Lately, there has been a push for the use of music as therapy in the medical setting, but this incentive has still not gained as much traction as it deserves, in my opinion. There were many students at Juilliard who were also interested in going into medicine, but there weren’t any platforms that existed for us to perform at hospitals or other medical centers in New York City. So, a couple of classmates and I created a group at Juilliard called ‘Apollo Ensembles’, named after the god of both music and medicine. Through the few connections I had formed with the Beth Israel Medical Center through shadowing and research internships, we were able to start performing in the ICU at Beth Israel, before expanding our performances to other medical locations over time. At Harvard, I joined Music In Hospitals and Nursing homes Using Entertainment as Therapy (MIHNUET), an organization that performs at medical centers and senior homes throughout the Boston area. In addition to playing in the university orchestra, performing with MIHNUET helped me to continue tying together my interests in music and medicine.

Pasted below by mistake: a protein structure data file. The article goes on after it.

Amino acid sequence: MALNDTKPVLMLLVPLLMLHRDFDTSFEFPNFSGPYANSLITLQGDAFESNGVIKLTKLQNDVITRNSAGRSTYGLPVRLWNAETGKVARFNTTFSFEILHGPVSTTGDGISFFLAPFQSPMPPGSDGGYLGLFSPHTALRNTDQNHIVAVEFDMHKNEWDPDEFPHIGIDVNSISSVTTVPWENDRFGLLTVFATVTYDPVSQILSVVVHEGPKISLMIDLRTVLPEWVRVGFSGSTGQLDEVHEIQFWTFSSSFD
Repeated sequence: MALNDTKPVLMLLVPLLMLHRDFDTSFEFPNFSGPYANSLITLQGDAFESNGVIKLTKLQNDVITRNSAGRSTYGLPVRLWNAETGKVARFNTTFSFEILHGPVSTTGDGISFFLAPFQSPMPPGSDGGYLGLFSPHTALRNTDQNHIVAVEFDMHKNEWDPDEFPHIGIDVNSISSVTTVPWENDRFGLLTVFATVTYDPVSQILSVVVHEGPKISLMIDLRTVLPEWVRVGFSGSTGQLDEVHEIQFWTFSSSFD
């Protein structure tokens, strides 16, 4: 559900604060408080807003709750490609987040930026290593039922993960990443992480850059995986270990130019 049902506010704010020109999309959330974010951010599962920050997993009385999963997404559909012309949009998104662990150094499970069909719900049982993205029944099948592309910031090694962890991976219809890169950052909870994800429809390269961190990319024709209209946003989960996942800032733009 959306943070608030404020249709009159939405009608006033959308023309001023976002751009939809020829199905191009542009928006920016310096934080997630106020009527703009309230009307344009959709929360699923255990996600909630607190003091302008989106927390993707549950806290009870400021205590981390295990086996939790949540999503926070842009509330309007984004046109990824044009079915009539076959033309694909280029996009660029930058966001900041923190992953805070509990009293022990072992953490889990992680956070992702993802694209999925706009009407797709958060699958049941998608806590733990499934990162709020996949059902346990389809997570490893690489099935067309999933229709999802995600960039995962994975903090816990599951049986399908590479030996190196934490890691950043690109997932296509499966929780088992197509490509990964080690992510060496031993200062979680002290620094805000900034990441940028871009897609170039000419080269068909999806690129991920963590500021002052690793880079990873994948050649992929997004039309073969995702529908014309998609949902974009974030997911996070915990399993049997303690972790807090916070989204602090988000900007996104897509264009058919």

How did you end up forming a band in medical school?
It really wasn’t an avidly active process on any of the members’ parts, but somehow it happened. My classmate Claire Hirschmann was actually the main figure who identified classmates Daniel Gratch and myself as guitar players who might be interested in forming a band. This was really the only starting point, and from then on, another classmate Peter Schwab, Dan and I started talking about forming a band. Jon Peterson, David Kersen, and Mike Randazzo joined immediately afterward, and we all agreed that this band would be a great way for us to take our minds off of medical school. Our first goal was to perform at the Music On Call winter concert. Meanwhile, discussions started brewing about a song that I had been writing for a couple months regarding a breakup…